Project closed | Project period: 2011 – 2012
Strengthening structures by building expertise and cooperation
Despite Colombia’s dynamic economic growth in recent years, many inhabitants of the rural Antioquia district live below the national poverty line. Decades of civil war have forced many families, and especially young people, to flee to the cities. The aim of the Fruqueña initiative, which is tied to a multi-year action plan launched by the regional government of Antioquia, was to improve the social and economic structures in the region.
The initiative helped farmers and village communities form cooperatives as a way of increasing their income in the long term and improving future prospects especially for the region’s youth. 2011 – 2012, Siemens Stiftung in cooperation with the Colombian El Cinco foundation had been supporting the training of young farmers, with a focus on fruit growing.
In the meantime, the Fruqueña School of Fruit and Horticulture had turned out two graduating classes with more than 100 young people who had successfully completed vocational training as certified agricultural engineers. In fact, one group of graduates has founded a technical consulting firm.
The main objective of our project work in the field of Basic Needs & Social Entrepreneurship is to improve the quality of life in structurally weak regions. Rural Antioquia in Colombia is one such region. Despite Colombia’s dynamic economic growth, many people there live below the national poverty line.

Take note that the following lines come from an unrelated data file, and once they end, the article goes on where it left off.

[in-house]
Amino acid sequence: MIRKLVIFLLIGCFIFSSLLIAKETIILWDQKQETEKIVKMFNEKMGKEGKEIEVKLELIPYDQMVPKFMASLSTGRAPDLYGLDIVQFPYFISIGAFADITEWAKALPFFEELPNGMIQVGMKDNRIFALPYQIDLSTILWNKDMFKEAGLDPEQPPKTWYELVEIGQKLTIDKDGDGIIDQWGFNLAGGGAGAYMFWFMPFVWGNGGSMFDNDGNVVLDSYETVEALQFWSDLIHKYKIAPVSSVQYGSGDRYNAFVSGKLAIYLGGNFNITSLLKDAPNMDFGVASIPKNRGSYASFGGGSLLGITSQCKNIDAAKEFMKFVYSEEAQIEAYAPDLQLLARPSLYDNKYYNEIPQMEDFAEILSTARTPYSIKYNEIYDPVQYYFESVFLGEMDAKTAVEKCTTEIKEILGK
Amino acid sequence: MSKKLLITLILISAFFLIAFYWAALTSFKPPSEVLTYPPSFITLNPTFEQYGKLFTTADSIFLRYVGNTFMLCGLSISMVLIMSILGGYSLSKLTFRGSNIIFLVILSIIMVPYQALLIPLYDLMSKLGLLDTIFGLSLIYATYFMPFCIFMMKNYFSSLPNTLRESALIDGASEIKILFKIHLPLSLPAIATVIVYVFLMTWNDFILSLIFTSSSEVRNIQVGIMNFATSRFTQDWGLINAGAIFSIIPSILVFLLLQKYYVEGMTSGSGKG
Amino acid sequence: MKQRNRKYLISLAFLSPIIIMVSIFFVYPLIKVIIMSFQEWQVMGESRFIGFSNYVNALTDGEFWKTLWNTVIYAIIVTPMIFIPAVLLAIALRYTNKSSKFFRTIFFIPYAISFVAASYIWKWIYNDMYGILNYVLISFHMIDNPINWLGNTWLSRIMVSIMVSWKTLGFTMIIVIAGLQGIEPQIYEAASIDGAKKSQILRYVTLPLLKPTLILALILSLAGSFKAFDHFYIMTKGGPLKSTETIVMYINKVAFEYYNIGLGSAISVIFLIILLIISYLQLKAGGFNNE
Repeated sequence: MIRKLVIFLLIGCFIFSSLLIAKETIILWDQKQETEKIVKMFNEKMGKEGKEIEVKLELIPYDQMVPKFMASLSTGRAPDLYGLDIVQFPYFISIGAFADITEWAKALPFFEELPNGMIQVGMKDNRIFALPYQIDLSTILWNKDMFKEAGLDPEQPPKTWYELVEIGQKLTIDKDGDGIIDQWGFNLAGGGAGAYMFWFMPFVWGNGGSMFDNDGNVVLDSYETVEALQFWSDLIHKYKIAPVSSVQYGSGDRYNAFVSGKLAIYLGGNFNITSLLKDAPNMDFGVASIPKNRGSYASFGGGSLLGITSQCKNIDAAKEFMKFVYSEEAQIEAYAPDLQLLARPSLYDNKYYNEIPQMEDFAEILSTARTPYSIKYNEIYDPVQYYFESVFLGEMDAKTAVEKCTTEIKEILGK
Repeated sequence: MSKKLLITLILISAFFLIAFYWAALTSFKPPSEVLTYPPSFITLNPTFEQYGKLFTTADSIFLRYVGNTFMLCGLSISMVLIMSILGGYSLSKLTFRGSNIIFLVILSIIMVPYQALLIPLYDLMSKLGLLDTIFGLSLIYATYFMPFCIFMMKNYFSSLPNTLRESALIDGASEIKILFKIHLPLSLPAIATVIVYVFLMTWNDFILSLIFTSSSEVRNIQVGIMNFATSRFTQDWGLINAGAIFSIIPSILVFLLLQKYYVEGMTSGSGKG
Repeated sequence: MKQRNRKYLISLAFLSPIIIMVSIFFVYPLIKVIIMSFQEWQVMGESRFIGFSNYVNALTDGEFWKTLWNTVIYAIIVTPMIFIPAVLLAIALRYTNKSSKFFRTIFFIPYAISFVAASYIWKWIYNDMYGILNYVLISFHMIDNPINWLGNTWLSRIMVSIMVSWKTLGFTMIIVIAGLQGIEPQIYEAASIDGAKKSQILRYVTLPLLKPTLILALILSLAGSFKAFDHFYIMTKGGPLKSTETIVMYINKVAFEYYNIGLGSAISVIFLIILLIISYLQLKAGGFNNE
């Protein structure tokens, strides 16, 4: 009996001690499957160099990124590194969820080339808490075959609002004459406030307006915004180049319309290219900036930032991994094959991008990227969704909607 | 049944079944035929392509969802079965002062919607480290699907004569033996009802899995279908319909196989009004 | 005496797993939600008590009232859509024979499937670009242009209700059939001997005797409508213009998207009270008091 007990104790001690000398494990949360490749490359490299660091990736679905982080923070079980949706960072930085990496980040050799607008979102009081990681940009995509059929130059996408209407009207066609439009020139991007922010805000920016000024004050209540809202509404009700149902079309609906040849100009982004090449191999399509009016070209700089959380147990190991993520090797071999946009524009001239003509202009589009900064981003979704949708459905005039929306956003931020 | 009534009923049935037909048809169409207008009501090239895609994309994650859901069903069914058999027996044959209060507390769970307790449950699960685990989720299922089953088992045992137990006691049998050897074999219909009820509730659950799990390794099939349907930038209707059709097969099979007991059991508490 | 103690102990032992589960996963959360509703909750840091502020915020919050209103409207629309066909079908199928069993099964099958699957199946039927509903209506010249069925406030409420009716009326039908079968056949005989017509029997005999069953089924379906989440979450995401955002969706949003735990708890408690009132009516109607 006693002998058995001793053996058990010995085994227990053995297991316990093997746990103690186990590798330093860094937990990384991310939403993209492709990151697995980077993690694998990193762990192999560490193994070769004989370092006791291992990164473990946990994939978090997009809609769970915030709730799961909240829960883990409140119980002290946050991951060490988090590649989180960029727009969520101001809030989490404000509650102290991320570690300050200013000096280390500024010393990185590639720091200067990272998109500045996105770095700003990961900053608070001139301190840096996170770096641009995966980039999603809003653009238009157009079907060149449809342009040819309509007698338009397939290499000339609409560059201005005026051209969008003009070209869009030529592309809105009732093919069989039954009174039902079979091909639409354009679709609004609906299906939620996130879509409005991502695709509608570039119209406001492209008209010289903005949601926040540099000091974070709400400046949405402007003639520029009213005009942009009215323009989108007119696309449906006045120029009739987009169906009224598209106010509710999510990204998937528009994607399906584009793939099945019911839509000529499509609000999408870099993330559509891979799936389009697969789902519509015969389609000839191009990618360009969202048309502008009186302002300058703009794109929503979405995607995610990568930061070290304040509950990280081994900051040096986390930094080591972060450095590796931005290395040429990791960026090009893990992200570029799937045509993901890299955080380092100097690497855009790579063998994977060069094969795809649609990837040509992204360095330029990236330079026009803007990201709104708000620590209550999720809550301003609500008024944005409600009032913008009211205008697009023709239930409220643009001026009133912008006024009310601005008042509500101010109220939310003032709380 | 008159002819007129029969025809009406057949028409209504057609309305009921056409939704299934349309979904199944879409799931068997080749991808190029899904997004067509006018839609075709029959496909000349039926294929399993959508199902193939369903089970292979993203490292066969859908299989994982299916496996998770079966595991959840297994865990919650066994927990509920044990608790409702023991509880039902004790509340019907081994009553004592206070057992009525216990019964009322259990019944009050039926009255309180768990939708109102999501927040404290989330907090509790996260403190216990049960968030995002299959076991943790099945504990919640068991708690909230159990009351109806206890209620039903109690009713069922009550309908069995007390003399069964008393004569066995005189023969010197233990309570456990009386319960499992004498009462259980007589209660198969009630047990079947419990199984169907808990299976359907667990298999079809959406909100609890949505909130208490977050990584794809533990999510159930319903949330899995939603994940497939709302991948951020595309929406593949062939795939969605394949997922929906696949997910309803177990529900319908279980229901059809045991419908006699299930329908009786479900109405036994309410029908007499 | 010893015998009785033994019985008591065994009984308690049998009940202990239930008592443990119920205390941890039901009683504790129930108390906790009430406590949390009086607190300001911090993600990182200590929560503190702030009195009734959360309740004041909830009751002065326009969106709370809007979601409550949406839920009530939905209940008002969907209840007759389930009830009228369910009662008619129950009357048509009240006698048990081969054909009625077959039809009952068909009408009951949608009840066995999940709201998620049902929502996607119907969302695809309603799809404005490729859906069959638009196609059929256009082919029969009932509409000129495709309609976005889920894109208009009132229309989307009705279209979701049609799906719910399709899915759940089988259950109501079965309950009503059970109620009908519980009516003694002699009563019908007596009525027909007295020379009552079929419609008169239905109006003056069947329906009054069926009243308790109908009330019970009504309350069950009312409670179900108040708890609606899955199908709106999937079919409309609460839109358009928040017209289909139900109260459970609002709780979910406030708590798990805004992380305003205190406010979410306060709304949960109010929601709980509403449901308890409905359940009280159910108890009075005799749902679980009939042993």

The Fruqueña initiative was set out to strengthen social and entrepreneurial structures in the rural district, improving living conditions and creating opportunities for the region’s future.
What distinguishes Fruqueña?
- Supporting smallholder farmers in the region of Antioquia
Fruqueña supported 600 small farmers and their families in 13 communities that have suffered for decades from the latent civil war between guerrilla and paramilitary groups. The project was part of an action plan initiated by the regional government to improve living conditions in the countryside.
- Increasing income through cooperative organization
The small farmers focus on growing berries. By forming cooperatives, they can increase their share of the value chain from cultivation to marketing and together achieve easier access to domestic and export markets. Economic independence then becomes attainable.
- Training of young agricultural experts
Providing training for the younger generation was an integral part of the project. Instead of fleeing to the cities, young people were encouraged to take an active part in their region’s development so they have a reason to stay. In a horticultural school focused on fruit growing, they acquired specialized knowledge of technical innovations in the agricultural sector and were introduced to modern, environmentally sound farming methods. Organizational and commercial skill-building were also part of the curriculum.
- Establishment of a youth social enterprise to advise small farmers
After completing their vocational training, the certified agricultural engineers served as multipliers and consultants for local farms. The youth social enterprise “Asociación de líderes para el desarrollo agrícola” was founded for this purpose. In addition, the young people also helped promote integration in socially deprived areas.